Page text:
The exercise is part of a project to develop India’s horticulture sector by identifying suitable areas and crop types
The Union ministry of agriculture has mapped 185 districts under a project using remote sensing technology to identify areas best suited for seven different fruits and vegetables across the country, agriculture minister Radha Mohan Singh said on Monday.
The first report, for eight states in the North East, will be ready in December and will be given to the state governments in January, Singh told reporters after a presentation on the project known as CHAMAN or Coordinated Horticulture Assessment and Management using geoinformatics.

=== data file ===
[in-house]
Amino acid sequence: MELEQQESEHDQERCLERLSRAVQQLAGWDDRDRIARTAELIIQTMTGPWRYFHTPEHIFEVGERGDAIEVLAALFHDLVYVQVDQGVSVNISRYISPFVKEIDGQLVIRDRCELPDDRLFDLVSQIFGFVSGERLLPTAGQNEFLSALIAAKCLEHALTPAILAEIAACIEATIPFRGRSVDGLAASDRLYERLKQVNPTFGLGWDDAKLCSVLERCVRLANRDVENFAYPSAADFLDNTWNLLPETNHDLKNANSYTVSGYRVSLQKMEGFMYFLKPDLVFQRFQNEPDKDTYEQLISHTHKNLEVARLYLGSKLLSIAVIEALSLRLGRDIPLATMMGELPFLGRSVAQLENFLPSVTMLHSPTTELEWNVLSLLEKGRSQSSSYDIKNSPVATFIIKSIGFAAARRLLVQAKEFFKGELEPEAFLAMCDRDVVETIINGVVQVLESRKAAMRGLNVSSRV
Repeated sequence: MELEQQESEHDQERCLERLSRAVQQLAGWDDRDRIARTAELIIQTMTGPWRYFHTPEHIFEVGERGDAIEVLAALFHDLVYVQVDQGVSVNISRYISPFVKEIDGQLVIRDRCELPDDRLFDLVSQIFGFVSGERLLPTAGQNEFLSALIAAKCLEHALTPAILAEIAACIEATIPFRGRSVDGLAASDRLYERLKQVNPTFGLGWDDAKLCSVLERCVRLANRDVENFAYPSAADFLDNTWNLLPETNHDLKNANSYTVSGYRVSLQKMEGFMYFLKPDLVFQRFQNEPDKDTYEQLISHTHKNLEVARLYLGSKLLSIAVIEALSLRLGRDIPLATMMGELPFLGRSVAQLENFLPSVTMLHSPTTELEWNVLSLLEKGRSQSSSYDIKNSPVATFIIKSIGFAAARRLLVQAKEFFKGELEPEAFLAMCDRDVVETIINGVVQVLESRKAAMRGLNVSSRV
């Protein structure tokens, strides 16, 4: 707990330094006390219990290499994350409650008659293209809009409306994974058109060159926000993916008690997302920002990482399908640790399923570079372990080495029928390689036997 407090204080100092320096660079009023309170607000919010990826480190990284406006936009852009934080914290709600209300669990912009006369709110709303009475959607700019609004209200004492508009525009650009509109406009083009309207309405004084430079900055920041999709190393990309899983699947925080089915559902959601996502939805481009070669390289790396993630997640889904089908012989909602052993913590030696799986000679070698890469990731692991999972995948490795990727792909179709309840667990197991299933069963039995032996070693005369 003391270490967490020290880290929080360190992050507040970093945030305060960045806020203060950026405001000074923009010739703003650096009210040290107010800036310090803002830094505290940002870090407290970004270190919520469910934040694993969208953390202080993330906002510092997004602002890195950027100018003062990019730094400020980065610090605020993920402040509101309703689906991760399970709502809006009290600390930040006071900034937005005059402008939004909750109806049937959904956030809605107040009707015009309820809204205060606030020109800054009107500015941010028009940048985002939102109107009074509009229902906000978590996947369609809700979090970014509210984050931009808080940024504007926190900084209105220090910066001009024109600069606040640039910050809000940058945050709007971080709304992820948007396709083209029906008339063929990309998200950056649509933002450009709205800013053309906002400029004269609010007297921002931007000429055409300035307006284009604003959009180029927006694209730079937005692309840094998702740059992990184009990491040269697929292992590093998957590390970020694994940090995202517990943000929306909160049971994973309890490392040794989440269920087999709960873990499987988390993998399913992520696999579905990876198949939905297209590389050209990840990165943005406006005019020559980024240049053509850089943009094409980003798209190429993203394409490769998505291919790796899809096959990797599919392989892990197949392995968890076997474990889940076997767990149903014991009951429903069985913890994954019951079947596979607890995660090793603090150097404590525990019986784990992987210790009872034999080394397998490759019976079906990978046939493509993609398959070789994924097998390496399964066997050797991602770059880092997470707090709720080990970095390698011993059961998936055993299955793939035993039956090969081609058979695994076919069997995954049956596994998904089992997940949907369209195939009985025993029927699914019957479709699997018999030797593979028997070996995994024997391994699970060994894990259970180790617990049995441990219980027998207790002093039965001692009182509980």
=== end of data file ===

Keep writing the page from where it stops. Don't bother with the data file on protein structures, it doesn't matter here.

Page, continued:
“We will have a meeting with the state officials and share the findings with them,” the Union minister said.
The reports from the project for the rest of the districts will be ready in March 2018 for other states will be shared with state governments and agriculture extension departments for advising farmers on crop suitability in the areas, Singh said.
Agriculture ministry officials said that the state governments and industry can set up post-produce infrastructure based on the information provided. The project has mapped major crop growing districts for banana, mango, citrus fruits, potato, onion, tomato and chilly.
The scheme is part of the government’s ambitious target for doubling farmers’ income by 2022. The second phase of the project envisages complete horticulture mapping of the country with two to three major districts for every state.
Source: Hindustan Times